https://www.duolingo.com/ornithoryn1

It feels weird to count wrong the translation "i'm visiting the old town " as it really is correct and the most commonly used phrasing for a lot of english speakers. I understand the point of underlining the 2 different polish words, though.

January 22, 2018

https://www.duolingo.com/Celina689105

"I am going sightseeing around the old town"?

April 2, 2017

https://www.duolingo.com/Jellei

Makes sense to me, added.

April 2, 2017

https://www.duolingo.com/C.Amaro1981

English and Polish have the verb "to be" "być" which can have two separate meanings which in Portuguese can be the verb "estar" ou "ser". To visit can actually work the same way for Zwiedzać and odwiedzać.

April 21, 2017

https://www.duolingo.com/Emwue

Actually, if you want to get technical, Polish has three, sort of – based on my browsing of some dictionaries, it seems that (note that I do not speak any Portuguese or any other Romance language for that matter, so I can easily be wrong here) "estar" = „stać” (but it only works for locational "to be", not for general notion of current state and never as an auxiliary verb, unlike in Portuguese, so it has much narrower use in Polish); "ser" = „być”, and we also use „mieć” ('to have') for negations of 'to be'. ;)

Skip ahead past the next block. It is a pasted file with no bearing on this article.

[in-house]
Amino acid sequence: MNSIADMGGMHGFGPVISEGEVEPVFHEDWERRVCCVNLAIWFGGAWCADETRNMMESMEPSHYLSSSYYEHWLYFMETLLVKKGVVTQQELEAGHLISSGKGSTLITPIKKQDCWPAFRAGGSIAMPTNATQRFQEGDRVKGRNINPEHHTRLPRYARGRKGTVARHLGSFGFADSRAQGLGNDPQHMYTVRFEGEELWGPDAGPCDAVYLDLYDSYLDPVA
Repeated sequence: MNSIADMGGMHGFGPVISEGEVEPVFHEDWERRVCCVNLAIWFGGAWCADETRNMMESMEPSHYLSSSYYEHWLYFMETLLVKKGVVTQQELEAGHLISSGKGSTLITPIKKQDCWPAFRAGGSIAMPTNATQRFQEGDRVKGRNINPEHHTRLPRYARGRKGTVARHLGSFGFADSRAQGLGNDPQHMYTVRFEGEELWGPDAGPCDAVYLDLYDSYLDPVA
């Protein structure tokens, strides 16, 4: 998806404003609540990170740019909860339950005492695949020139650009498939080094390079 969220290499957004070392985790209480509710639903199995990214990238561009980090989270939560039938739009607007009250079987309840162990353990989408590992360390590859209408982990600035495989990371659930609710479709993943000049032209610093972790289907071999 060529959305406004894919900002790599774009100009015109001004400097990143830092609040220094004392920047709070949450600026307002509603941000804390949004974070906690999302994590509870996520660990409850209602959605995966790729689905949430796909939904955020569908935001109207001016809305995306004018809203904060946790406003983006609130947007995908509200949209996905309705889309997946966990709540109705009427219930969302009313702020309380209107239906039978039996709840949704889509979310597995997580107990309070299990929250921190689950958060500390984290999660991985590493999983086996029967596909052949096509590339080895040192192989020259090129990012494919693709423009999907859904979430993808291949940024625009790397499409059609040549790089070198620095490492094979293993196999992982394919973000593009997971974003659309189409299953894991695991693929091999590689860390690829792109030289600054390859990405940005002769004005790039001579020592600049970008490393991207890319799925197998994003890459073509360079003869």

But your general notion that sometimes semantic equivalence can't be established between words in different languages is obviously true. ;)

April 21, 2017

https://www.duolingo.com/cosmicstresshead